Nine to give it up
Great line. Lotta useful information. I’m serious. The man who can now credibly rap, “But they call me Young Pitino ’cause I’m good in both towns” is no overnight success. Harlow’s slow evolutionary grind from goofy-looking rap nerd—his string of late-’10s mixtapes is worth exploring for the emotional arc of his haircut alone, and yes that includes the one called Gazebo—to A-list goofball heartthrob is as fascinating as it is vexing, and as white rappers go he’s got more raw skill than, say, G-Eazy and provokes less raw irritation than, say, Iggy Azalea. Come Home is no pop blockbuster: The Fergie-sampling and TikTok-baiting “First Class” is easily its catchiest moment, and Harlow lacks the hook-savvy melodicism of, well, Drake. (Though the lovely and ornery Lil Wayne team-up “Poison” comes closest.) There is something slightly grating but overwhelmingly winsome about this person, even when he is rhyming Margot Robbie with Abu Dhabi on a song called “Side Piece”; even when he is rapping, “I need that peanut butter / Yeah, that Jif shit”; even when he announces, “I’ma fuck the earrings off of you” and then tweets it, also.
Imma fuck the earrings off you
— Jack Harlow (@jackharlow) May 6, 2022
Winsome. Grating. Harlow is ambitious (“I want to be the face of my shit, like the face of my generation, for the next 10 years,” he informed Rolling Stone) but charmingly low-key, even if that also makes him maddeningly laser-focused on his own dizzying rise to stardom to the exclusion of any other topic roiling hip-hop or society at large. If this guy has anything more compelling to say than, Wow, I used to not be famous, but now I’m famous: weird, huh? then I strongly suspect I don’t want to hear him say it. The closest he gets to social commentary here is when he rhymes Aeropostale with coke in they nostrils, which is plenty close enough; his ceiling as a full-blown loverman type is pretty low, based on boner-annihilating japes like “You know I like to dictate things, Kim Jong / I know that drink strong / You know we get that bourbon out the barrel, Diddy Kong .” The only thing that can sustain, let alone increase, Jack Harlow’s current level of fame is his adroitness at rapping about his current + former + hypothetical-future level of fame. I am slightly concerned that he’ll never rap about anything else, and even more concerned that he might try.
Which brings us back to “Churchill Downs,” which begins with Young Harleezy marveling at the view:
Sometimes when I sit back and really let it register
I did everything I said I would, and said it first
I mean the world’s in denial, but they all know what I’m headed for
And then he says he always knew Drake would really like him, and then he asks Drake for advice, and then Drake shows up and raps excellently for several minutes but barely mentions or acknowledges Jack Harlow at all. “Therapy sessions, I’m in the waiting room, readin’ Forbes,” raps Drake. And: “How much water can I fit under the bridge before it overflows?” And: “I got my realtor out here playingin’ Monopoly.” And: “I’m gettin’ so rich, my music’s not even relatable.” And, finally, almost grudgingly: “And shorty like, ‘You know that boy Jack is goin’ places.’ / I know.” So much for that advice. Or maybe, as deftly as Drake’s verse is rapped, the neverending desultory solipsism with which he now deftly raps everything is the advice, a cautionary tale for Jack about a superstar rapper so obsessed with avoiding traitors and Barzini meetings that he won’t really meet with anybody anymore.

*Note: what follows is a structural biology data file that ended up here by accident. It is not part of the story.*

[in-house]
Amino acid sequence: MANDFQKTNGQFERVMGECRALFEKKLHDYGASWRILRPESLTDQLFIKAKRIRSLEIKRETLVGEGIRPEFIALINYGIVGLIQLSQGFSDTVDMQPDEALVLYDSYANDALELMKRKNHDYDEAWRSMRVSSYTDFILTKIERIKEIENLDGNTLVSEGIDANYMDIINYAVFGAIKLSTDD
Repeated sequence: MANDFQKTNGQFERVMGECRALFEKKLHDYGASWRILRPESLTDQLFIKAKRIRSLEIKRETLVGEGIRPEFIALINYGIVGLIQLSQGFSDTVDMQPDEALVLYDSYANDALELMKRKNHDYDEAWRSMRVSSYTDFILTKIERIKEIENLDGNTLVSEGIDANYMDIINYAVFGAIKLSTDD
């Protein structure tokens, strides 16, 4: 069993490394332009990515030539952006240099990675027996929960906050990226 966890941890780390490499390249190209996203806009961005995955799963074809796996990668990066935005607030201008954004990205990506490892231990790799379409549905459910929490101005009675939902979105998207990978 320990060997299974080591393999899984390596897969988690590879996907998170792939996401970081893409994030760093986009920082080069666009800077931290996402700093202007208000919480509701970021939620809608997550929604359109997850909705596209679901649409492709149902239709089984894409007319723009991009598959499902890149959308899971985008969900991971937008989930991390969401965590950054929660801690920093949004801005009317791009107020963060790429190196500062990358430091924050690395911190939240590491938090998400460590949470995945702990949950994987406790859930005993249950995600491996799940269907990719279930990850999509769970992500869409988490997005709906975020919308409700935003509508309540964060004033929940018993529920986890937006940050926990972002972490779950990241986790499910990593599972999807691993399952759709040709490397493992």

The fact that Jack (sober) and Drake (not sober) nonetheless had a splendid time at the Kentucky Derby this weekend suggests that Harlow’s got the charisma to break the get-famous-rapping-about-fame cycle, eventually. The fact that there’s also video of two bodyguards carrying him around so his shoes didn’t get dirty suggests that he’s not unsusceptible to clueless-white-rapper pitfalls. The fact that Come Home the Kids Miss You is about to be a pretty big deal means that Jack Harlow is, de facto, about to be a pretty big deal. The fact that it’s a half-decent mainstream rap album at best means he’s either another sign of the apocalypse or a young star with room for improvement, depending on your mood. The fact that the nicest thing he can think of to say to a lady is, “You the type of girl I wanna bring to Thanksgiving” is truly very sweet. The fact that I’m probably only going to remember the donut line two weeks from now is my problem, OK, sure. But this guy’s about to be everyone’s.
A previous version of this piece incorrectly identified the rapper Logic as white. He is mixed race.